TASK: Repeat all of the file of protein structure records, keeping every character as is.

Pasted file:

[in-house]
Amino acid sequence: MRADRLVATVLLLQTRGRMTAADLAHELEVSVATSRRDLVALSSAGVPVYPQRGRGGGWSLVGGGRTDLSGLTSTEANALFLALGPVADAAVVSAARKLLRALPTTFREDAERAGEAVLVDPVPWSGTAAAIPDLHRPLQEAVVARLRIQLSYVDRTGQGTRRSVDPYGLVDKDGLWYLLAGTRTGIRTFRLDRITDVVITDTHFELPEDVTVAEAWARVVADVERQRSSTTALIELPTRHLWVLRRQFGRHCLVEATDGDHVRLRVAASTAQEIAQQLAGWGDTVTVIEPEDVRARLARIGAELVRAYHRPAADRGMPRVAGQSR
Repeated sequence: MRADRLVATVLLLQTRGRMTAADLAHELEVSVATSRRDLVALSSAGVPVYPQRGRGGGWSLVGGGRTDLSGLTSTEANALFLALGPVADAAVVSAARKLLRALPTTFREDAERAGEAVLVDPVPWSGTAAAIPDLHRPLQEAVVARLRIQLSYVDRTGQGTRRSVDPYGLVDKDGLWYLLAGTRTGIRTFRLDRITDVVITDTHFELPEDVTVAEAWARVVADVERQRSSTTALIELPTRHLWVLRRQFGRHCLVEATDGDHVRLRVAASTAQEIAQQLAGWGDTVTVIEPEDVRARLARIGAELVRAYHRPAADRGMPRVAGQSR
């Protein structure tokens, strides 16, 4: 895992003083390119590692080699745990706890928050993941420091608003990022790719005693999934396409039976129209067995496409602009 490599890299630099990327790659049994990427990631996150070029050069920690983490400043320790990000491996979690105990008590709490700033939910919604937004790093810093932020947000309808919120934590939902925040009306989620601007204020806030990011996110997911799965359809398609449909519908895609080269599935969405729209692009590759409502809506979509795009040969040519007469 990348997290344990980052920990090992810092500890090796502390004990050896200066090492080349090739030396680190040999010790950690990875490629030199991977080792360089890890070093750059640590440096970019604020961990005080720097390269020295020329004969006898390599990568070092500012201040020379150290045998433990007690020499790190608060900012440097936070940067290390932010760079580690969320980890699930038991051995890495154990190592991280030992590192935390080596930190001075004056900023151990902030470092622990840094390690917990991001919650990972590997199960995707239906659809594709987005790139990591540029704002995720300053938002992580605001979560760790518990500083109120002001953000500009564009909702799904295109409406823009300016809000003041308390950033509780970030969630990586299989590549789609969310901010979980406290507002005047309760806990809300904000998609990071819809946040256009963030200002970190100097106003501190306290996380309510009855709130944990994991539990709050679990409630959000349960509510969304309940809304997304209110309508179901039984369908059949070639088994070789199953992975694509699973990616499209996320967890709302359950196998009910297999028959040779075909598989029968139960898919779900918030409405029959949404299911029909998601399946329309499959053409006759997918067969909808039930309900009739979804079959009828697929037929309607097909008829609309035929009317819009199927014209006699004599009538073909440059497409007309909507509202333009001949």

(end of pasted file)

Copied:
[in-house]
Amino acid sequence: MRADRLVATVLLLQTRGRMTAADLAHELEVSVATSRRDLVALSSAGVPVYPQRGRGGGWSLVGGGRTDLSGLTSTEANALFLALGPVADAAVVSAARKLLRALPTTFREDAERAGEAVLVDPVPWSGTAAAIPDLHRPLQEAVVARLRIQLSYVDRTGQGTRRSVDPYGLVDKDGLWYLLAGTRTGIRTFRLDRITDVVITDTHFELPEDVTVAEAWARVVADVERQRSSTTALIELPTRHLWVLRRQFGRHCLVEATDGDHVRLRVAASTAQEIAQQLAGWGDTVTVIEPEDVRARLARIGAELVRAYHRPAADRGMPRVAGQSR
Repeated sequence: MRADRLVATVLLLQTRGRMTAADLAHELEVSVATSRRDLVALSSAGVPVYPQRGRGGGWSLVGGGRTDLSGLTSTEANALFLALGPVADAAVVSAARKLLRALPTTFREDAERAGEAVLVDPVPWSGTAAAIPDLHRPLQEAVVARLRIQLSYVDRTGQGTRRSVDPYGLVDKDGLWYLLAGTRTGIRTFRLDRITDVVITDTHFELPEDVTVAEAWARVVADVERQRSSTTALIELPTRHLWVLRRQFGRHCLVEATDGDHVRLRVAASTAQEIAQQLAGWGDTVTVIEPEDVRARLARIGAELVRAYHRPAADRGMPRVAGQSR
């Protein structure tokens, strides 16, 4: 895992003083390119590692080699745990706890928050993941420091608003990022790719005693999934396409039976129209067995496409602009 490599890299630099990327790659049994990427990631996150070029050069920690983490400043320790990000491996979690105990008590709490700033939910919604937004790093810093932020947000309808919120934590939902925040009306989620601007204020806030990011996110997911799965359809398609449909519908895609080269599935969405729209692009590759409502809506979509795009040969040519007469 990348997290344990980052920990090992810092500890090796502390004990050896200066090492080349090739030396680190040999010790950690990875490629030199991977080792360089890890070093750059640590440096970019604020961990005080720097390269020295020329004969006898390599990568070092500012201040020379150290045998433990007690020499790190608060900012440097936070940067290390932010760079580690969320980890699930038991051995890495154990190592991280030992590192935390080596930190001075004056900023151990902030470092622990840094390690917990991001919650990972590997199960995707239906659809594709987005790139990591540029704002995720300053938002992580605001979560760790518990500083109120002001953000500009564009909702799904295109409406823009300016809000003041308390950033509780970030969630990586299989590549789609969310901010979980406290507002005047309760806990809300904000998609990071819809946040256009963030200002970190100097106003501190306290996380309510009855709130944990994991539990709050679990409630959000349960509510969304309940809304997304209110309508179901039984369908059949070639088994070789199953992975694509699973990616499209996320967890709302359950196998009910297999028959040779075909598989029968139960898919779900918030409405029959949404299911029909998601399946329309499959053409006759997918067969909808039930309900009739979804079959009828697929037929309607097909008829609309035929009317819009199927014209006699004599009538073909440059497409007309909507509202333009001949």